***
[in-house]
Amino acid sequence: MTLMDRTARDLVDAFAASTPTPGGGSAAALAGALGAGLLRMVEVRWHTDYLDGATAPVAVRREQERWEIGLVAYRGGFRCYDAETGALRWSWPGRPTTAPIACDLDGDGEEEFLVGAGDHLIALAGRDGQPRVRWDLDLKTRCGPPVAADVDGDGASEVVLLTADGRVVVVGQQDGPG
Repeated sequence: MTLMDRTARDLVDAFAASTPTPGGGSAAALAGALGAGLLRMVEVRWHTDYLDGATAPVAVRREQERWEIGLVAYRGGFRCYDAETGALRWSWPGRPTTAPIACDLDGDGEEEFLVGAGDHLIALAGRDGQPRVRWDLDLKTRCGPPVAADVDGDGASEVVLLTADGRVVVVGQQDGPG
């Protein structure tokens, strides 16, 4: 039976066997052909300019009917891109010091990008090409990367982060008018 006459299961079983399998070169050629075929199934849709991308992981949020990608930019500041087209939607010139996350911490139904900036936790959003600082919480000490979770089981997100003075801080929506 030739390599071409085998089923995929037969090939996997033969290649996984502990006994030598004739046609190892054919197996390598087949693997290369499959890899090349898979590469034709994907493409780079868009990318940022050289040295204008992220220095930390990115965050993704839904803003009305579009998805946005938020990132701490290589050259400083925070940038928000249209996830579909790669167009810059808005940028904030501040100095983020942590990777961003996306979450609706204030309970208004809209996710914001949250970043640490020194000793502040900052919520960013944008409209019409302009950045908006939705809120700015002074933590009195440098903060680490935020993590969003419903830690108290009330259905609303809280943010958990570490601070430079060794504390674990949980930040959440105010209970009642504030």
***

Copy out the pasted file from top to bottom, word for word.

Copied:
[in-house]
Amino acid sequence: MTLMDRTARDLVDAFAASTPTPGGGSAAALAGALGAGLLRMVEVRWHTDYLDGATAPVAVRREQERWEIGLVAYRGGFRCYDAETGALRWSWPGRPTTAPIACDLDGDGEEEFLVGAGDHLIALAGRDGQPRVRWDLDLKTRCGPPVAADVDGDGASEVVLLTADGRVVVVGQQDGPG
Repeated sequence: MTLMDRTARDLVDAFAASTPTPGGGSAAALAGALGAGLLRMVEVRWHTDYLDGATAPVAVRREQERWEIGLVAYRGGFRCYDAETGALRWSWPGRPTTAPIACDLDGDGEEEFLVGAGDHLIALAGRDGQPRVRWDLDLKTRCGPPVAADVDGDGASEVVLLTADGRVVVVGQQDGPG
């Protein structure tokens, strides 16, 4: 039976066997052909300019009917891109010091990008090409990367982060008018 006459299961079983399998070169050629075929199934849709991308992981949020990608930019500041087209939607010139996350911490139904900036936790959003600082919480000490979770089981997100003075801080929506 030739390599071409085998089923995929037969090939996997033969290649996984502990006994030598004739046609190892054919197996390598087949693997290369499959890899090349898979590469034709994907493409780079868009990318940022050289040295204008992220220095930390990115965050993704839904803003009305579009998805946005938020990132701490290589050259400083925070940038928000249209996830579909790669167009810059808005940028904030501040100095983020942590990777961003996306979450609706204030309970208004809209996710914001949250970043640490020194000793502040900052919520960013944008409209019409302009950045908006939705809120700015002074933590009195440098903060680490935020993590969003419903830690108290009330259905609303809280943010958990570490601070430079060794504390674990949980930040959440105010209970009642504030």